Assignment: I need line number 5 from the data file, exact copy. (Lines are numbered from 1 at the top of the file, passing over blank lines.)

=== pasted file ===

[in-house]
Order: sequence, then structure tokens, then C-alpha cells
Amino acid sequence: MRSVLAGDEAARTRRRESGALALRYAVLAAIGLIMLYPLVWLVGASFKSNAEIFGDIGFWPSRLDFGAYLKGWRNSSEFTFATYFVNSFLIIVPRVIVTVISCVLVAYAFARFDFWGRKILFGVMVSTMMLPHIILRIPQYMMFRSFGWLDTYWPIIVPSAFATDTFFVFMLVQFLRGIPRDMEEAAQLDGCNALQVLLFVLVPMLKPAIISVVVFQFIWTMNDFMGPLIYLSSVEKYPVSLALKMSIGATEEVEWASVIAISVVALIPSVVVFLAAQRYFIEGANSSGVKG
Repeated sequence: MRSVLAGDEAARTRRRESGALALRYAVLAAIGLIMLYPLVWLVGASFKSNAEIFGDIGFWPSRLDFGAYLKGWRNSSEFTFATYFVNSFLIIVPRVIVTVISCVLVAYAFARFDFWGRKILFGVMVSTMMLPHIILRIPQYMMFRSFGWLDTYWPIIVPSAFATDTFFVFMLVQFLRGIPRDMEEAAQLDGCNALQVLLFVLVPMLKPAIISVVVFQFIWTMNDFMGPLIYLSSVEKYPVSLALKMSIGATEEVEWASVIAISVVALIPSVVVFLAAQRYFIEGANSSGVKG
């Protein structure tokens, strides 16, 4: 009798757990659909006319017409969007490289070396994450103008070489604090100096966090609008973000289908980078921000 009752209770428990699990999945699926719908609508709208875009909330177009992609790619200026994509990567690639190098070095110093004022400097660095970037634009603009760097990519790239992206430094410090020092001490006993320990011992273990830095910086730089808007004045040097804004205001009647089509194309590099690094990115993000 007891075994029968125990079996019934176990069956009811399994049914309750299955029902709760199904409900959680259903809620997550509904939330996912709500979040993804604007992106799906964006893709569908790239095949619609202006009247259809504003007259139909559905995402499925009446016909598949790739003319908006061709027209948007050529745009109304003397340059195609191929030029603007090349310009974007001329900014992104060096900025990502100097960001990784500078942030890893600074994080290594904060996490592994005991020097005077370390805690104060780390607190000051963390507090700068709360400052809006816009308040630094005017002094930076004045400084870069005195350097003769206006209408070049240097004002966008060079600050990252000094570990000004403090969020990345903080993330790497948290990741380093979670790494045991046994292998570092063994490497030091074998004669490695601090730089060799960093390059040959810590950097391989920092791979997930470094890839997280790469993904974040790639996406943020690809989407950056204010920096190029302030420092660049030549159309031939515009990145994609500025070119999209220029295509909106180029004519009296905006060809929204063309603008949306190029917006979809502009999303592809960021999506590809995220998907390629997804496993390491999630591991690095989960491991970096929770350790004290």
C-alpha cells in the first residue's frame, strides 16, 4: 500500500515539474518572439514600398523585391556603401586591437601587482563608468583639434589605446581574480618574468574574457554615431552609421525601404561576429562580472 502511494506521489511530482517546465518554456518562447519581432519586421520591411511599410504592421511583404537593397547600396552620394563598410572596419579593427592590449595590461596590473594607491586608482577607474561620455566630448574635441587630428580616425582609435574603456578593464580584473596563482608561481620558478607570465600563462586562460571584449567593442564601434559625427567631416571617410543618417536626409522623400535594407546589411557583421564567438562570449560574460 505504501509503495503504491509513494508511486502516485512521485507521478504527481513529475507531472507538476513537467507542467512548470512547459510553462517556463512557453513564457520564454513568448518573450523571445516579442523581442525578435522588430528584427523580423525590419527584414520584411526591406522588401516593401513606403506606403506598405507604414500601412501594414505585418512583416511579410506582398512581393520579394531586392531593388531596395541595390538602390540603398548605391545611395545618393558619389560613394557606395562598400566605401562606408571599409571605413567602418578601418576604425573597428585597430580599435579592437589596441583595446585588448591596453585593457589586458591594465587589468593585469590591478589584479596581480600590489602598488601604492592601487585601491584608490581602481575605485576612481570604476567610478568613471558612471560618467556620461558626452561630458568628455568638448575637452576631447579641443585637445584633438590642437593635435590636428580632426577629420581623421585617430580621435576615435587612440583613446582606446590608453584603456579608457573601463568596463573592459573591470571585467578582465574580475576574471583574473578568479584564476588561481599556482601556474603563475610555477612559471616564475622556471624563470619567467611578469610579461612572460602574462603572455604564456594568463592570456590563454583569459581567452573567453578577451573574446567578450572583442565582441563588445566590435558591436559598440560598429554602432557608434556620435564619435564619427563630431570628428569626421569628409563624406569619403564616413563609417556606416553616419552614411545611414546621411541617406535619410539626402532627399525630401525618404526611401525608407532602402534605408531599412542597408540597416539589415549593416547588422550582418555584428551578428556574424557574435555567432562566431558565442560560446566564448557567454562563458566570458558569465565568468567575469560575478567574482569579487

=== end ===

């Protein structure tokens, strides 16, 4: 009798757990659909006319017409969007490289070396994450103008070489604090100096966090609008973000289908980078921000 009752209770428990699990999945699926719908609508709208875009909330177009992609790619200026994509990567690639190098070095110093004022400097660095970037634009603009760097990519790239992206430094410090020092001490006993320990011992273990830095910086730089808007004045040097804004205001009647089509194309590099690094990115993000 007891075994029968125990079996019934176990069956009811399994049914309750299955029902709760199904409900959680259903809620997550509904939330996912709500979040993804604007992106799906964006893709569908790239095949619609202006009247259809504003007259139909559905995402499925009446016909598949790739003319908006061709027209948007050529745009109304003397340059195609191929030029603007090349310009974007001329900014992104060096900025990502100097960001990784500078942030890893600074994080290594904060996490592994005991020097005077370390805690104060780390607190000051963390507090700068709360400052809006816009308040630094005017002094930076004045400084870069005195350097003769206006209408070049240097004002966008060079600050990252000094570990000004403090969020990345903080993330790497948290990741380093979670790494045991046994292998570092063994490497030091074998004669490695601090730089060799960093390059040959810590950097391989920092791979997930470094890839997280790469993904974040790639996406943020690809989407950056204010920096190029302030420092660049030549159309031939515009990145994609500025070119999209220029295509909106180029004519009296905006060809929204063309603008949306190029917006979809502009999303592809960021999506590809995220998907390629997804496993390491999630591991690095989960491991970096929770350790004290």